And that's how editors were born
Ever wonder how little readers understand about the day-to-day operations of a newspaper? Read this ombud column from the Sacramento Bee.
When Tony Marcano got some grief from readers about story edits, he was dumbfounded at the cause: Readers couldn't believe that what made it into the paper was not the mirror image of what came over on the wires.
Readers were upset to learn that editors were taking words, even sentences out. One wrote:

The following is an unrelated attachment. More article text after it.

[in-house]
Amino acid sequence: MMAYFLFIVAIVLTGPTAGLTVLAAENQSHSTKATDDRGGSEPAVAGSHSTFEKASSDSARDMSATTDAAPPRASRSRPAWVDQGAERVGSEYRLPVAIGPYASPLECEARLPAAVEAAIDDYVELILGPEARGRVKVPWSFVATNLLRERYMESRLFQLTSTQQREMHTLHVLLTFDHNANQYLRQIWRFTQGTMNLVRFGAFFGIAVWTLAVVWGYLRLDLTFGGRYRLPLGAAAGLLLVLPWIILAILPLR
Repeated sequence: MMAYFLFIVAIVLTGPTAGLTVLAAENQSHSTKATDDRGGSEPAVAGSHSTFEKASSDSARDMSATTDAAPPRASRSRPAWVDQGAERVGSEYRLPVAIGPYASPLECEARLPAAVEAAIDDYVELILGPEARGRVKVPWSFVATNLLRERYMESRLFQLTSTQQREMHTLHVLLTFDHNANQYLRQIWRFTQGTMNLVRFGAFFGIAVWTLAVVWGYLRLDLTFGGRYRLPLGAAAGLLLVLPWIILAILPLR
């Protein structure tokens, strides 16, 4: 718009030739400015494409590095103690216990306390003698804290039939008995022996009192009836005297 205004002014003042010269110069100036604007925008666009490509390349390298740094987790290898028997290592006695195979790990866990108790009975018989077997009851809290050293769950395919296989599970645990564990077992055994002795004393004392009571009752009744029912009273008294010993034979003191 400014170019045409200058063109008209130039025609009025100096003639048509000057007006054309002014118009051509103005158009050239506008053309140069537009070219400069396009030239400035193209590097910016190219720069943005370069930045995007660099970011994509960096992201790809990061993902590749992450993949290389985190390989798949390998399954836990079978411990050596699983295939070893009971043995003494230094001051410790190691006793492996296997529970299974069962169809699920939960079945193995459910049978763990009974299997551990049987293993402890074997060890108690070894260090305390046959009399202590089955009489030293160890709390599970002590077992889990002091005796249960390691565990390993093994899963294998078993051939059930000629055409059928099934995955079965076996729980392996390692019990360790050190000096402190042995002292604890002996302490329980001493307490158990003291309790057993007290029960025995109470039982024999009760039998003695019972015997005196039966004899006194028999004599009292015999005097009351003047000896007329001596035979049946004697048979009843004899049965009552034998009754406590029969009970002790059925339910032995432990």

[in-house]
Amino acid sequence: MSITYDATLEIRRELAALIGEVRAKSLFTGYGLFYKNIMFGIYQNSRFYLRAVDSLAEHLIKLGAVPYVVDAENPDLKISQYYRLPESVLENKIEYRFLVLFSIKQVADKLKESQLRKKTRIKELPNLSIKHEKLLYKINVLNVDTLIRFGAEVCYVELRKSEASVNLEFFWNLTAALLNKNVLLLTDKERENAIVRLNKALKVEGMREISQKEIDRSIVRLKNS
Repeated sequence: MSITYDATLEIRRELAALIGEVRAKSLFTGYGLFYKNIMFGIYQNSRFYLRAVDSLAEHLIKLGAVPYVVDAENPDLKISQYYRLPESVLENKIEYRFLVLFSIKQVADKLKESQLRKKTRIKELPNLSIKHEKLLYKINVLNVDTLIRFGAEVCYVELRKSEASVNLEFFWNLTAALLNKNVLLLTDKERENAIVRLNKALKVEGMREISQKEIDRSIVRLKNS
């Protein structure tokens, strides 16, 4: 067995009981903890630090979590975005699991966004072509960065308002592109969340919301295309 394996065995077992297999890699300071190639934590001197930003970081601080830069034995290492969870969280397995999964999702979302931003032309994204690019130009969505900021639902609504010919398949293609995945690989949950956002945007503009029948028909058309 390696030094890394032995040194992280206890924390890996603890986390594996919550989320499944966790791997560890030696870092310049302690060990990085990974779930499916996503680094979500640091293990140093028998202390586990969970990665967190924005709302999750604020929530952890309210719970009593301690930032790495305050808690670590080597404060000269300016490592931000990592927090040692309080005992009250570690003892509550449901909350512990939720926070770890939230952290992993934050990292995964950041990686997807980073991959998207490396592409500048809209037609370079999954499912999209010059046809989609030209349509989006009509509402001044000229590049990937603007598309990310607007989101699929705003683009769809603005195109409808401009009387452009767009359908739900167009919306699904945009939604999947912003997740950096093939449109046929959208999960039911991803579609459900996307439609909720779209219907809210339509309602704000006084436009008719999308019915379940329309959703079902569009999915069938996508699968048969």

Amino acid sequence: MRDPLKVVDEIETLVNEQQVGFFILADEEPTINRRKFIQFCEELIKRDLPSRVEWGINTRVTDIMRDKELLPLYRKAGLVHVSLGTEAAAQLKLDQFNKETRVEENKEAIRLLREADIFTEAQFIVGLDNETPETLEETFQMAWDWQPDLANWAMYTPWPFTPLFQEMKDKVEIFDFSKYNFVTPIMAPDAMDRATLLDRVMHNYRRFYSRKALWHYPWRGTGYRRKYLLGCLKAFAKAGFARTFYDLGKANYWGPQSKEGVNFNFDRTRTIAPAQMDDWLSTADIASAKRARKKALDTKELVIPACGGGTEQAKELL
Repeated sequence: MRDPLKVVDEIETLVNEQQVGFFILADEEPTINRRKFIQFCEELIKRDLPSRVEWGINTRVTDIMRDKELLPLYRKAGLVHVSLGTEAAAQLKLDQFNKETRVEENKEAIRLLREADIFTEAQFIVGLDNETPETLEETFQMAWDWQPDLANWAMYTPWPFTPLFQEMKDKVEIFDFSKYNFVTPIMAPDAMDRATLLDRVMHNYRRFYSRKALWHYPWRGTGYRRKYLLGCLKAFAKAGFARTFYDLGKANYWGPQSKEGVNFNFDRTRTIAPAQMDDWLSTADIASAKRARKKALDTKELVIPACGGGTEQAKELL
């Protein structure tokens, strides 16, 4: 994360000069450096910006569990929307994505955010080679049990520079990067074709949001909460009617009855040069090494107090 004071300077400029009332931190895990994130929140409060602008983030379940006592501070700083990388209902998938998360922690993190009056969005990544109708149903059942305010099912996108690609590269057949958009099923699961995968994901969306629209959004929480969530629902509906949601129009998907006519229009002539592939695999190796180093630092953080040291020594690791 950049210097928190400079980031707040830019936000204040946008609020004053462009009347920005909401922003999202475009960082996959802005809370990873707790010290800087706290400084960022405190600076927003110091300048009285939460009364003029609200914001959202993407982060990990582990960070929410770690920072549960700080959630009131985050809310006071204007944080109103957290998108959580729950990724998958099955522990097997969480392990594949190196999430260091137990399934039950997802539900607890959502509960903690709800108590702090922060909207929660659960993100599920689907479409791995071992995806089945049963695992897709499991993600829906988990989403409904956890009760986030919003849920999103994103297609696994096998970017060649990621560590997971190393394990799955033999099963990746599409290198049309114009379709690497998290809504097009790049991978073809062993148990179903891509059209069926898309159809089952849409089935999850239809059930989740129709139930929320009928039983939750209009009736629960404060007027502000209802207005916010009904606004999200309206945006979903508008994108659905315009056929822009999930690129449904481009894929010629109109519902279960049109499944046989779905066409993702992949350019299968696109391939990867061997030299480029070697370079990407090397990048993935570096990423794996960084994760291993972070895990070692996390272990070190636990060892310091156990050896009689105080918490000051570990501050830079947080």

When did it become acceptable to split a sentence in such a manner, even for space concerns? Granted, it's a small change, but it leads to another key point in the article. ...Flag every story that has been edited down? I mean, have you ever read any story that you didn't pare down some? Remove some obfuscation? End a sentence a tad earlier?
"Given that trust in the media is fragile enough, why doesn't The Bee flag print articles that are edited for space? At a minimum, it would be true disclosure. This 'flag' could point the user to The Bee's website for the full, unedited version.
The national editor at the Bee came up with some good explanations of why we do what we do. It's just remarkable that people find subterfuge in everything.